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2024 Summer Institute in the Arts & Humanities

The Summer Institute in the Arts & Humanities is proud to announce its open application and this year’s theme hosted by the Simpson Center for the Humanities.

The Office of Undergraduate Research, with the Simpson Center for the Humanities, is elated to introduce this year’s Summer Institute in the Arts & Humanities (SIAH) theme, teaching team, and application! SIAH offers an opportunity for undergraduates to engage in scholarly research with accomplished scholars and peers while earning full-time academic credit. This scholarly experience occurs in the context of seminars and tutorial-style lessons with faculty who offer expertise from disciplinary and interdisciplinary points of view in a space that encourages mutual learning with peers as well as independent thought.

Student participants develop individual, original research ideas related to an interdisciplinary theme, create a scholarly research paper or project, work through a faculty and peer critique process and formally present their work at a closing symposium.


More-than-human Worlds: The Poetics and Politics of Life

What becomes possible when we decenter the human in the arts and humanities? This course aims to cultivate an appreciation of the more-than-human-world —from plants to animals to water to rock—as agentive, animate, and inextricably entangled with human lifeworlds. To this end, the course will introduce frameworks and methods ranging from Indigenous epistemologies to critical animal studies to multispecies ethnography, while reckoning with histories and present realities of racial formation, settler colonialism, extractive industries, captivity, war, and other forms of violence. Ultimately, students in the course will be encouraged to cross disciplinary as well as species boundaries in crafting imaginative responses to the pressing problem of the differential mattering of lives.

In the initial weeks, the Summer Institute teaching team invites students to engage with texts and invited speakers that explore the crisis around conceptions of the human and the toll of human-centeredness, such as climate change and species extinction. With the conceptual tools and frameworks of Indigenous Studies and other critical intellectual traditions, students will explore the more-than-human entanglements at work in multiple forms and genres, like oral narratives, literary fiction and poetry, visual arts, cinema/time-based art, and other forms of storytelling, signifying, and witnessing. The second half of the course allows students to further explore those themes and develop, discuss, and produce in-depth research projects (which can include creative work) with the mentorship of the teaching team. A background in the arts and humanities is not what is most important; rather, it is your interest in joining a respectful, open, and at times difficult conversation about the role of the arts and humanities in reconceptualizing a world that holds many worlds.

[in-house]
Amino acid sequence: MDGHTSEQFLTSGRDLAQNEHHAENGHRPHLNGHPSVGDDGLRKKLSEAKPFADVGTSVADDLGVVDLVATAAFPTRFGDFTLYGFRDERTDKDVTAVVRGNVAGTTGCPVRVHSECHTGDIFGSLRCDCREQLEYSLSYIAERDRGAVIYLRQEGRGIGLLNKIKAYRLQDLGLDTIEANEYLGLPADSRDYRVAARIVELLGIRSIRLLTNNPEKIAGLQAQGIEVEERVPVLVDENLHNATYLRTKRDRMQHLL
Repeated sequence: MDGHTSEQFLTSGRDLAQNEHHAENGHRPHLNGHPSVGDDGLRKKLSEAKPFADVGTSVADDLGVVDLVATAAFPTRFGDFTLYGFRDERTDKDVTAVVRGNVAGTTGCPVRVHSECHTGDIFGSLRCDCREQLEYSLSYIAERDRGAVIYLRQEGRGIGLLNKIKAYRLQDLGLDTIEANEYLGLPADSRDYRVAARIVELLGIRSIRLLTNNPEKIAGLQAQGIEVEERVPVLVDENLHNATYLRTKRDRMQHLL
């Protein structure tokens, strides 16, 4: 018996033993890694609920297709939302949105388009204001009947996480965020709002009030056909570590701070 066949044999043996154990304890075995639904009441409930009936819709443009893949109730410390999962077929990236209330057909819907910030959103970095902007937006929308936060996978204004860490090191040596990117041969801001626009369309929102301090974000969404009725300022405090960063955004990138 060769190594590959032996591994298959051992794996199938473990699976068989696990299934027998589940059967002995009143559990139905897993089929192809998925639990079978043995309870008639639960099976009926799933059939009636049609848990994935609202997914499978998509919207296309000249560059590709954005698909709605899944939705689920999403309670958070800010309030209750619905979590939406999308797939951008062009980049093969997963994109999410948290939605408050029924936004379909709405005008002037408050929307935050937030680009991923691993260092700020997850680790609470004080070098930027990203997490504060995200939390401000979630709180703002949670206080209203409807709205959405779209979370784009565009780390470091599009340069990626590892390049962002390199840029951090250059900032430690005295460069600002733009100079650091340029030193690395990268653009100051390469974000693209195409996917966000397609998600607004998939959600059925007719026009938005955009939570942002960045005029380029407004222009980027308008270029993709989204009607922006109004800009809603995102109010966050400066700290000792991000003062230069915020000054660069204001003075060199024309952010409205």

The application opens 8 January 2024 and closes 1 March 2024 at 11:59pm. This opportunity is available to UW Students only. You can learn more about eligbility, financial information, and commitment here. The application consists of two parts, demographic/personal information and three essay responses.


2024 Application

2024 Teaching Team


Diversity Statement

We believe that diverse perspectives, backgrounds, and experiences enhance scholarly inquiry. We strongly encourage applicants from diverse student populations, including but not limited to community college transfer students; first generation college students; international students; undocumented students; trans*, non-binary, gender non-conforming students, and students of different sexual orientations; students with disabilities; students from low-income backgrounds, and groups who are underrepresented in higher education (e.g. African American/Black, American Indian/Alaskan Native, Latinx/Chicanx, Southeast Asian, and Hawaiian/Pacific Islander, immigrant, refugee).